much stunted.’’
The unpublished findings of Charles Darwin were later published in his 1876 book
The Effects of Cross and Self Fertilization in the Vegetable Kingdom (C. Darwin,
Problems with G*E
• The effects of cousin marriage, which would now be considered to
reflect disorders generated by homozygosity for uncommon
variants, were apparently mainly seen in suboptimal environmental
• There are clearly echoes here of celebrated contemporary Gene 
Environment interactions, such as that between genetic variation in
the serotonin transporter gene (5-HTTLPR), stressful life events, and
the risk of depression (Caspi et al., 2003).
• Recent examples of Gene  Environment interaction in the
molecular genetic age (Caspi et al., 2003, 2007), which have failed
to stand up to rigorous attempts at replication
– (Risch et al., 2009;
– Steer, Davey Smith, Emmett, Hibbeln, & Golding, in press)
Mendelian Randomization: What Is It
and How Does It Work?
• The basic reasoning
• If genetic variants either alter the level of or mirror the
biological effects of a modifiable environmental exposure
that itself alters disease risk, then these genetic variants
should be related to disease risk to the extent predicted by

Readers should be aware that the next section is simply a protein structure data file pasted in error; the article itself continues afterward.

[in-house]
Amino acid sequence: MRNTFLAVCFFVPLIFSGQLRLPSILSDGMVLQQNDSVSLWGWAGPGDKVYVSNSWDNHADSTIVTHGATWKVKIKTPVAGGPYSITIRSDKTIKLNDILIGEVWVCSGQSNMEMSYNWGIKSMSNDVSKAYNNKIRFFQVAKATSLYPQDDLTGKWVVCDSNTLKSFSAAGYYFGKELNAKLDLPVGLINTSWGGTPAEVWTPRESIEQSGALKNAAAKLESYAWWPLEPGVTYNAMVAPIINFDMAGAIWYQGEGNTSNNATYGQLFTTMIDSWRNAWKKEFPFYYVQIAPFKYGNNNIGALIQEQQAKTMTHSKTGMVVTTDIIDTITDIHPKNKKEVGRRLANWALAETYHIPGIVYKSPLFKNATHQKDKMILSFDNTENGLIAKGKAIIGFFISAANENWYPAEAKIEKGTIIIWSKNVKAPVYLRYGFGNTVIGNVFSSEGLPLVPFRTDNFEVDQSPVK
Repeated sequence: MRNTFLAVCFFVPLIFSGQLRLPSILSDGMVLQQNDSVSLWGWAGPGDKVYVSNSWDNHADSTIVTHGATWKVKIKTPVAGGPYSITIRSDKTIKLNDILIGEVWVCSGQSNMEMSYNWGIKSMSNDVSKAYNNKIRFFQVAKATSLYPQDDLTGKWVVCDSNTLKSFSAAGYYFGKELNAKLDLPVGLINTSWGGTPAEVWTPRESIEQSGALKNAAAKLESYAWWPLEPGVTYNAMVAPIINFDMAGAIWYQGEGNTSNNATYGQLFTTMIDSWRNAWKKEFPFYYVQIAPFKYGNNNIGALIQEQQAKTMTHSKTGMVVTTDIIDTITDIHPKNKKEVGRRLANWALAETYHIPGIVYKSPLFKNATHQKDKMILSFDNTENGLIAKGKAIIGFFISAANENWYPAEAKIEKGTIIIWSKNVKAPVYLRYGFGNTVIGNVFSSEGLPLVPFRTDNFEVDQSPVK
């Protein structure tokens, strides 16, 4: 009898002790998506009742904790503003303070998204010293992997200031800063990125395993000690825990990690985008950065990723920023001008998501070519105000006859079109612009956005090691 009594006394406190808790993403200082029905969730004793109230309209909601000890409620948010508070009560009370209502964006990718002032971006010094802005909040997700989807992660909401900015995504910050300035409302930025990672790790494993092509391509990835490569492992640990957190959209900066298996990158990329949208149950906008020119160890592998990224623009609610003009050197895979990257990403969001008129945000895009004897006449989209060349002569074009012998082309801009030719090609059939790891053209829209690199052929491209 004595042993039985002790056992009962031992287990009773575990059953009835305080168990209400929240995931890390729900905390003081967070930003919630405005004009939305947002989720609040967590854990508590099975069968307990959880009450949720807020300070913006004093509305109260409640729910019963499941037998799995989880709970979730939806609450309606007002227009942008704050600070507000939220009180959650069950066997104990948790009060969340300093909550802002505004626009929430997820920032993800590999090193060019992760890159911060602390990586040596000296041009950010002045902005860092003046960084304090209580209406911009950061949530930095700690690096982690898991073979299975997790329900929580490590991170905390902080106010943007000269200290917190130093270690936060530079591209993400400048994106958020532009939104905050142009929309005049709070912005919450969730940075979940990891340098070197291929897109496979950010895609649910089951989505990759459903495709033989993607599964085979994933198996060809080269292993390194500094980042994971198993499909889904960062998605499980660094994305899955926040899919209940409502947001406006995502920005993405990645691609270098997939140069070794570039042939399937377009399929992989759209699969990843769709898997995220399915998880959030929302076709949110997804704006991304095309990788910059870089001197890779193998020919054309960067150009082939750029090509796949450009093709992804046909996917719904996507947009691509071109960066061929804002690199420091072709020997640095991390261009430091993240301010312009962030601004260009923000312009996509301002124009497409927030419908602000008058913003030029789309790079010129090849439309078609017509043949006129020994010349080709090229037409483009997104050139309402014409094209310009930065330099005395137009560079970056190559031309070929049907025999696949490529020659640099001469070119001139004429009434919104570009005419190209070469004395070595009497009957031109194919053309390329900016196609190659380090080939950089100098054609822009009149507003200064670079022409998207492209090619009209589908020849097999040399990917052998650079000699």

their influence on exposure to the risk factor.
• Common genetic polymorphisms that have a wellcharacterized biological function(or are markers for such
variants) can therefore be utilized to study the effect of a
suspected environmental exposure on disease risk
– (Davey Smith, 2006a; Davey Smith & Ebrahim,2003; Davey
Smith & Ebrahim, 2004; Davey Smith & Ebrahim,2005; Davey
Smith, Timpson, & Ebrahim, 2008; Ebrahim &Davey Smith, 2008;
Lawlor et al., 2008).
• The variants should not have an association
with the disease outcome except through
their link to the modifiable risk process of
Why not measure the environment?
• It may seem counterintuitive to study genetic
variants as proxies for environmental
exposures rather than measure the exposures
• Several crucial advantages of utilizing
functional genetic variants in this manner
– Confounding
– Independence of genes (segregation)
– Reverse Causation
1. Confounding
– Unlike environmental exposure, genetic variants
are not generally associated with the wide range
of behavioral, social, and physiological factors that
can confound associations.
– This means that if a genetic variant is used as a
proxy for an environmentally modifiable exposure,
it is unlikely to be confounded in the way that
direct measures of the exposure will be.
Segregation and linkage
• Further, aside from the effects of population
structure, (Palmer & Cardon, 2005), such
variants will not be associated with other